This family lived together for 62 years without speaking

In the new issue of The Magnet, I wish the late illustrator Roy Doty a happy birthday. Roy was best known for his "Worldless Workshop" comic, which ran for 62 years in Popular Science and The Family Handyman. I had the great pleasure of getting to know him when he became a regular contributor to Make magazine, which I edited.

When I was 10 or 11, I would often walk to my next-door neighbor Dean's house, sit on his basement floor, and pore over his massive collection of Popular Science magazines dating back to the 1950s. The magazine was much different than its current incarnation. It was geared towards do-it-yourselfers and people who enjoyed learning about how everyday things worked, such as air conditioners, water meters, golf balls, and retaining walls. Every issue was crammed with odd little items about new inventions, small ads for all sorts of weird things, stunningly good illustrations, and handy hints for doing things faster, cheaper, and better.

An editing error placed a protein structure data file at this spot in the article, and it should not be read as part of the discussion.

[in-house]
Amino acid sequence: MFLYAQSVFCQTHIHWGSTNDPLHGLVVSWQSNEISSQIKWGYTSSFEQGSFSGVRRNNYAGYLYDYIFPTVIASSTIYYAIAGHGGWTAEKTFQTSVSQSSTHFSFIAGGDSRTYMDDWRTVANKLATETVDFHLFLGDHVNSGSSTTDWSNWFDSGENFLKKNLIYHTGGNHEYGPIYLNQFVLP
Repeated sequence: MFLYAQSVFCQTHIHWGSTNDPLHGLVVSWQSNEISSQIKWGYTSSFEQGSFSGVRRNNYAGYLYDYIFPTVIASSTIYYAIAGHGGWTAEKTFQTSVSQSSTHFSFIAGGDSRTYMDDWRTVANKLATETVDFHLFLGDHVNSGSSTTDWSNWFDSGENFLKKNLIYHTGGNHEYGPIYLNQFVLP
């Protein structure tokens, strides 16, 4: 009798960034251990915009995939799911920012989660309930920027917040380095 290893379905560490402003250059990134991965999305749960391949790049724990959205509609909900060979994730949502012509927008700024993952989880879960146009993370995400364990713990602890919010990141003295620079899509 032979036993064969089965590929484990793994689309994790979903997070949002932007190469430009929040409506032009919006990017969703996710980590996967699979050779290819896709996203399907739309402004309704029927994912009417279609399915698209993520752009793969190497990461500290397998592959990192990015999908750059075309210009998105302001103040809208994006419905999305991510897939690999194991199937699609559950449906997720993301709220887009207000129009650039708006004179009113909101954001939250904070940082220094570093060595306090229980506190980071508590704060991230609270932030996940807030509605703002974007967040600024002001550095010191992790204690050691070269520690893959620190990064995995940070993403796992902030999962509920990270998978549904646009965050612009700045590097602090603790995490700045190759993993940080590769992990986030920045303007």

I liked everything about the magazine, and my favorite part was the regular comic called "Wordless Workshop." It first appeared in the July 1953 issue and, keeping with the stereotypes of the era, featured a Leave It To Beaver family. Every episode had a similar setup: one of the parents or one of the kids was shown experiencing some kind of problem around the house. The dad would pinch his chin and stare dreamily at the ceiling for a while, and then a light bulb would appear over his head. He'd retreat to his workshop, put on his shop apron, and construct something ingenious and elegant to save the day.

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